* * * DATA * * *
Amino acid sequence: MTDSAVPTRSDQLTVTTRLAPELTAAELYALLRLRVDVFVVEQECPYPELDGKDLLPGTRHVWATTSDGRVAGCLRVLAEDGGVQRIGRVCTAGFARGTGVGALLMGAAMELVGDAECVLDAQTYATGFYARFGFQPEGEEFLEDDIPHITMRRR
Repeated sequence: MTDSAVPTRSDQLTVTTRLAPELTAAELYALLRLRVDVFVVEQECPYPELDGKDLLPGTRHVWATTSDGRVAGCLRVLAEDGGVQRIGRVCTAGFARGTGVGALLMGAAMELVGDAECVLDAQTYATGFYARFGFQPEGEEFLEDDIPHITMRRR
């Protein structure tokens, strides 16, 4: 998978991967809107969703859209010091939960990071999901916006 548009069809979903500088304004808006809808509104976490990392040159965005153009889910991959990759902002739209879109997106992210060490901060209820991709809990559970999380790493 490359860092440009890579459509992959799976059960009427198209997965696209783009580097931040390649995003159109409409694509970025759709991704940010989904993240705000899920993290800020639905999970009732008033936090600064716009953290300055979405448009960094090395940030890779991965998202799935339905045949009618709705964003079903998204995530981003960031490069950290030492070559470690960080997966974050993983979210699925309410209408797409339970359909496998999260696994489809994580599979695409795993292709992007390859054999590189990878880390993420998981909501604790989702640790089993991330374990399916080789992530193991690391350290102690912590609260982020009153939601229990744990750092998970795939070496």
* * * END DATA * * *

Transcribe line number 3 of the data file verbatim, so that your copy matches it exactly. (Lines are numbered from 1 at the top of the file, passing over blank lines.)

């Protein structure tokens, strides 16, 4: 998978991967809107969703859209010091939960990071999901916006 548009069809979903500088304004808006809808509104976490990392040159965005153009889910991959990759902002739209879109997106992210060490901060209820991709809990559970999380790493 490359860092440009890579459509992959799976059960009427198209997965696209783009580097931040390649995003159109409409694509970025759709991704940010989904993240705000899920993290800020639905999970009732008033936090600064716009953290300055979405448009960094090395940030890779991965998202799935339905045949009618709705964003079903998204995530981003960031490069950290030492070559470690960080997966974050993983979210699925309410209408797409339970359909496998999260696994489809994580599979695409795993292709992007390859054999590189990878880390993420998981909501604790989702640790089993991330374990399916080789992530193991690391350290102690912590609260982020009153939601229990744990750092998970795939070496």